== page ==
These observations suggest that the long-term weed control value of using 4" of a hard, wood mulch such as Ceda-chips may not become statistically significant until approximately 12 to 18 months after initial application of mulch. However, the difference may be visually (or aesthetically) apparent within 12 months after mulch is applied.


To maximize the weed suppressing effects of mulch, the following procedures are recommended:

1. Begin the mulching program at the onset of the Spring/Summer weed season (usually early March) or the Fall/Winter weed season (usually at the onset of fall rains in October or November ) . At these times, mechanical or physical weed removal is made easier by the moist soil conditions. In addition, most weeds are in the seedling stage and easiest to remove or kill with least toxic methods.

2. Organize the weeding process so that 2" to 4" of a hard, wood mulch such as Ceda-chips is applied within a few days of weed removal. The effectiveness of the mulch in suppressing weeds will be diminished if several weeks or months go by between weed removal and application of mulch.

3. Monitor mulched areas so that any regenerating perennial weeds that survived the initial weeding and come up through the mulch are pulled out or spot-treated before they reach a large size. The mulch will retain soil moisture and make physical removal of most perennial reeds quite easy to accomplish. Mulched areas also should be monitored so that mulch displaced by park users or animals can be restored to proper depth and location.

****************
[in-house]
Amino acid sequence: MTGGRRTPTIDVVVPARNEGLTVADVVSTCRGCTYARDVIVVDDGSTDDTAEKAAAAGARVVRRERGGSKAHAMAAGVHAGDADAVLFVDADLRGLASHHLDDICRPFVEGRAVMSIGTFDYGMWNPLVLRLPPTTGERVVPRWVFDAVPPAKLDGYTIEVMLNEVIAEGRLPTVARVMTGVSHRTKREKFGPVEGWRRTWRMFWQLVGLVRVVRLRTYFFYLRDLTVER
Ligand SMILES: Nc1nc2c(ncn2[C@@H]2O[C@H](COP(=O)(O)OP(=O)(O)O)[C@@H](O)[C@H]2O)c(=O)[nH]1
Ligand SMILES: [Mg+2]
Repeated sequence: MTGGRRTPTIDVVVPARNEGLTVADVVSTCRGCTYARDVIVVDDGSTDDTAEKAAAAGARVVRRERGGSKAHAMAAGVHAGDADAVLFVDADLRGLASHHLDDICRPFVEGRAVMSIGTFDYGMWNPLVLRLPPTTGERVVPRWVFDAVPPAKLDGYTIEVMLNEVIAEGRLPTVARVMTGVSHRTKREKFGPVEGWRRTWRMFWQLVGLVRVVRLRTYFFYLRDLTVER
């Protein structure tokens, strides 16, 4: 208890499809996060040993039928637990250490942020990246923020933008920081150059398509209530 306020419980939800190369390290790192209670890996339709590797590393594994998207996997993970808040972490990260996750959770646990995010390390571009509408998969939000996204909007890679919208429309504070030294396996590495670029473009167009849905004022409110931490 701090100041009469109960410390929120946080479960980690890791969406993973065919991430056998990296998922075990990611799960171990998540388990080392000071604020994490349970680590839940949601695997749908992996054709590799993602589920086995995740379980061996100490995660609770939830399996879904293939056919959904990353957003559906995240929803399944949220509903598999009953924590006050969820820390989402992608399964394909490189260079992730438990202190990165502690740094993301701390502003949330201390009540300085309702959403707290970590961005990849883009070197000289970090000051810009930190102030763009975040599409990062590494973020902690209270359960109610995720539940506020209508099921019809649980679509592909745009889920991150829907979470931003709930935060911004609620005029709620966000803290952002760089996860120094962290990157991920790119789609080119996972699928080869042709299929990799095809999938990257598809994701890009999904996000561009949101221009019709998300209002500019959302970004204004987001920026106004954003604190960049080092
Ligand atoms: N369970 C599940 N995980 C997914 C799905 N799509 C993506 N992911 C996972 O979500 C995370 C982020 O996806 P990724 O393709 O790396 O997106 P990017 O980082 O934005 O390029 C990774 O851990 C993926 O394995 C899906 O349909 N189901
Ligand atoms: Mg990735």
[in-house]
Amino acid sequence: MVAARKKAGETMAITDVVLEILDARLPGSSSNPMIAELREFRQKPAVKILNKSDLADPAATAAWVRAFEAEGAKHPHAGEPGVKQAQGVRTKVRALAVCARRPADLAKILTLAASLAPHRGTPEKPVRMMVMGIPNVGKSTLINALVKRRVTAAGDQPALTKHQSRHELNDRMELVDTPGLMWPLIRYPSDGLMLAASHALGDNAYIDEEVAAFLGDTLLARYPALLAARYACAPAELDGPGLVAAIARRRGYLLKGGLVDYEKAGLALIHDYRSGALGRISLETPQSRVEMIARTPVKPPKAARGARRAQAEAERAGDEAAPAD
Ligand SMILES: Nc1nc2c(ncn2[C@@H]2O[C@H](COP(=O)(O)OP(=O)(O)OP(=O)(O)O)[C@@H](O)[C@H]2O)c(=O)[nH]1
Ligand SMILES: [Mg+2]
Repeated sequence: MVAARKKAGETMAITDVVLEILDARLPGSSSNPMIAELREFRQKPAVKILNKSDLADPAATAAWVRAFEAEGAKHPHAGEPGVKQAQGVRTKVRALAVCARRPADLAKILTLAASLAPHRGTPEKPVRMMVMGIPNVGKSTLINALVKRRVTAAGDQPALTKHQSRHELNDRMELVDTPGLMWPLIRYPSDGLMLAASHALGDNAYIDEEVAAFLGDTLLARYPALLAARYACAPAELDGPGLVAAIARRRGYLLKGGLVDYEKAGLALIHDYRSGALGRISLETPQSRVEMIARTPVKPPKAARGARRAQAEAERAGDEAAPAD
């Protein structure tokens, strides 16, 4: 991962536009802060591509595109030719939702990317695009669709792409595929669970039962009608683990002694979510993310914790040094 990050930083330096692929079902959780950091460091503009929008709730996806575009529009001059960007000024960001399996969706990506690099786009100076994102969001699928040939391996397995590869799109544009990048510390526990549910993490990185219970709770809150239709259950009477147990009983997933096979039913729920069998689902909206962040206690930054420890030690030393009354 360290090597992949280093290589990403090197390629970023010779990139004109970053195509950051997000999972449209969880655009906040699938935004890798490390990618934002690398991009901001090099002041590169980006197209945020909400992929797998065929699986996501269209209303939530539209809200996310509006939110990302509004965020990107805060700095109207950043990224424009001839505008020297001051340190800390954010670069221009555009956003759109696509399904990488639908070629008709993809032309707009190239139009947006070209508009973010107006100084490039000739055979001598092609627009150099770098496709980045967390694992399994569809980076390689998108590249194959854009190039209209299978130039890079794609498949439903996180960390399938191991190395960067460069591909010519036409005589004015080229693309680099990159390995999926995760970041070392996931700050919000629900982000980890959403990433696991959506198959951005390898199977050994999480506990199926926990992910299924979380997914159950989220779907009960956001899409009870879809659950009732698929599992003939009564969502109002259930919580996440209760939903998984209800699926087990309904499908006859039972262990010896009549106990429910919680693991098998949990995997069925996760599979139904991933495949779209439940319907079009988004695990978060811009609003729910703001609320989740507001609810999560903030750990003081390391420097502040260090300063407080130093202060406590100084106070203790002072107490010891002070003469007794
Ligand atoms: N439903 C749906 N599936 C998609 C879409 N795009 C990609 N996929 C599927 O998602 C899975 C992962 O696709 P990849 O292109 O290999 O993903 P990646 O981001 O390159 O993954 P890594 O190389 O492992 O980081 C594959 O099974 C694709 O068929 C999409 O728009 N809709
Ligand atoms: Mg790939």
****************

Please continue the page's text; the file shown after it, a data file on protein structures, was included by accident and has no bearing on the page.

4. When applying mulch in beds containing established shrubs or trees, keep mulch a minimum of six inches away from stems or trunks. This is necessary to prevent the mulch from causing an increase of moisture at the base of plants which can lead to plant disease problems.

Based on the evidence from the experimental plots at Ohlone Park, the process outlined above can result in less than 8% weed growth in mulched plots in the first year. Regular (although informal) observations of plots at Ohlone Park three years after the mulch was applied indicate that weed growth has been kept to less than 18% of total plot area in the beds containing 4" of wood mulch. This level of weed growth is well below aesthetic or economic injury levels for typical urban park shrub bed conditions.